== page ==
From the start Tiger Woods has tried to handle this enormous scandal as far from the public eye as possible. No public appearances. No interviews – with cops and journalists alike. No spokespeople or surrogates making excuses. No Oprah's couch.
None of it is a surprise. Woods was big on privacy when things were going good. Some of it was to keep the public out of his personal life. Some of it, obviously, was to keep one part of his personal life away from the other part.
Whatever it was, there never has been a need for public emoting – not after his father died, not after his children were born and, most certainly, not after his entire life derailed following an early morning, Thanksgiving weekend car wreck that set off a frenzy like few others.
So it's of little surprise that Woods will step away from the PGA Tour for an unspecified time to work on fixing his family life.
"After much soul searching, I have decided to take an indefinite break from professional golf," Woods said in a statement on his website. "I need to focus my attention on being a better husband, father, and person."
It's a luxury he has – he'll be able to knock out the mortgages regardless. Thus it's a luxury he'll take, no need to deal with the public, press and golf gallery insults any sooner than necessary.
Even in good times, Woods wouldn't have played in a PGA event until late January outside San Diego. Now, who knows?
While it's almost impossible to imagine he'd skip The Masters in April due to his fanatical pursuit of Jack Nicklaus' 18 major championships, three weeks ago it would've been impossible to imagine this was about to transpire.
The best guess on Woods' return is late March, at the Arnold Palmer Invitational in his hometown of Orlando. Maybe Arnie can provide some PR cover, the sports world will be at least a little distracted by the NCAA basketball tournament, and Tiger can try to tune up for the Masters two weeks later. He can commute from home, and he's won the thing six times, including the last two years.
Eventually, he’ll return. In the meantime, he says he's focused on family.
"I am deeply aware of the disappointment and hurt that my infidelity has caused to so many people, most of all my wife and children," the statement said. "I want to say again to everyone that I am profoundly sorry and that I ask forgiveness. It may not be possible to repair the damage I've done, but I want to do my best to try."
So this is Tiger. He'll do his thing on his terms. The public will accept it. No matter how many cries there are for him to go on television for some scripted mea culpa that never was the best approach. He's a golfer, not a politician or minister.
Why would Tiger doing something phony make anyone start trusting him? Why would he do something completely out of character to prove his character?
No, this is the real Tiger, focused inward on the task at hand, still unconcerned about what everyone else is demanding. He always has played by his rules. He hasn't changed yet.
Compare it to Kobe Bryant in the wake of a 2003 allegation of sexual assault in a Colorado hotel room. Bryant wasn't just fighting to save his marriage; he was fighting to save his freedom. The stakes were higher.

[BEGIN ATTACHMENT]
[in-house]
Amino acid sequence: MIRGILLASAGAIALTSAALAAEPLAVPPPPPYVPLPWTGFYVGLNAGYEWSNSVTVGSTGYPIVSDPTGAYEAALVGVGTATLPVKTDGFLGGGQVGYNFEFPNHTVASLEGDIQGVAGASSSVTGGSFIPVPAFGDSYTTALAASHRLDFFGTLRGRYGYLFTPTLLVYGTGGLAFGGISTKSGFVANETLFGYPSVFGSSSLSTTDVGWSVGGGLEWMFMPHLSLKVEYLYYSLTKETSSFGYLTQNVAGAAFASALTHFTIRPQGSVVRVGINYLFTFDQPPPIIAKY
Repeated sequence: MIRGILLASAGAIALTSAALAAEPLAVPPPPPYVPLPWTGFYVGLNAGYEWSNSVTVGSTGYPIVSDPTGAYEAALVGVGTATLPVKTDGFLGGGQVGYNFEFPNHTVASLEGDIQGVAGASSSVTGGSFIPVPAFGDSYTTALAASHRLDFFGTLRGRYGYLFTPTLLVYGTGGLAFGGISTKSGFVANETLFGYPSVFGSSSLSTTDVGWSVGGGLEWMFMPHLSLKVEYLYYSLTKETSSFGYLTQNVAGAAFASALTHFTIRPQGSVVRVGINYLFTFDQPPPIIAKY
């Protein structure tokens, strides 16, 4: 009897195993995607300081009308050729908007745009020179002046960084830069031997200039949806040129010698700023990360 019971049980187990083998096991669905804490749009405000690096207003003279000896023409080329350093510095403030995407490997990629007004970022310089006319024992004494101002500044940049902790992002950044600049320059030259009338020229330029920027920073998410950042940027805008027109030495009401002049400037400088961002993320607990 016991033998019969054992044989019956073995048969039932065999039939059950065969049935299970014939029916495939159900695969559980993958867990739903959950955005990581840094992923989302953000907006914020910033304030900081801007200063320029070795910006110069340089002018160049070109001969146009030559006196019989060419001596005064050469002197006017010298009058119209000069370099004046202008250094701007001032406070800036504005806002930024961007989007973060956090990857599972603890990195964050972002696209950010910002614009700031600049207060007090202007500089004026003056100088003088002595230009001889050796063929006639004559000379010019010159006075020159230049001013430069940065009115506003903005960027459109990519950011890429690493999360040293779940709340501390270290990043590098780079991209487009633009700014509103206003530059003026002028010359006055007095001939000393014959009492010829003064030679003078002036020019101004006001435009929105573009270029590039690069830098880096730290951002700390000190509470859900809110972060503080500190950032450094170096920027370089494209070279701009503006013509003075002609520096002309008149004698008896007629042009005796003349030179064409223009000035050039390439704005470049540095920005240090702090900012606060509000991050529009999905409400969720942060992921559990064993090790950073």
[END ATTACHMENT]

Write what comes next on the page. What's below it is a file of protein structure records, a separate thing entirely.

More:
Yet Kobe quickly held a press conference to admit his mistakes, apologize to his wife and family and declare his innocence. He missed almost no time during the scandal. He used a private plane to fly to and from Colorado for court proceedings, sometimes arriving just minutes before tipoff of a game. Night after night, he walked into arenas full of 20,000 people and dealt with the hecklers, reporters and occasional protests.
For Bryant, basketball was his refuge; work was an exercise that allowed him to put his personal troubles behind him. He wanted to face it head on.
"Out here, I can just play," he said often.
Woods sees it differently, which is his right and re-emphasizes the ridiculousness of cookie-cutter crisis management advice. Bryant was able to play at a high level, reminding fans why they liked him in the first place.
Woods wants the door to remain closed. He wants to use his life to forget about golf, not vice versa.
What he's like when he finally emerges will be the next chapter of this story. Other than the entertainment derived from watching the rich and famous fall, there's little use to the daily grind of gossip. Tiger Woods was a serial cheater. We got it.
For the golf world, the question isn't what happened off the course but what will happen on it. If he stays married, he presumably lives a quiet life. Without the carousing and distractions, is he more focused on practice and professionalism?
Or will the stress from marital troubles that likely won't wane soon prove too much mentally for him to sustain his excellence?
If he winds up divorced, how does he react, both in action and mind?
Turns out we're going to have to wait to find out. Tiger still isn't revealing anything. It's closed doors, still. It's a private matter, as always.
He couldn't have made a move more true to his personality.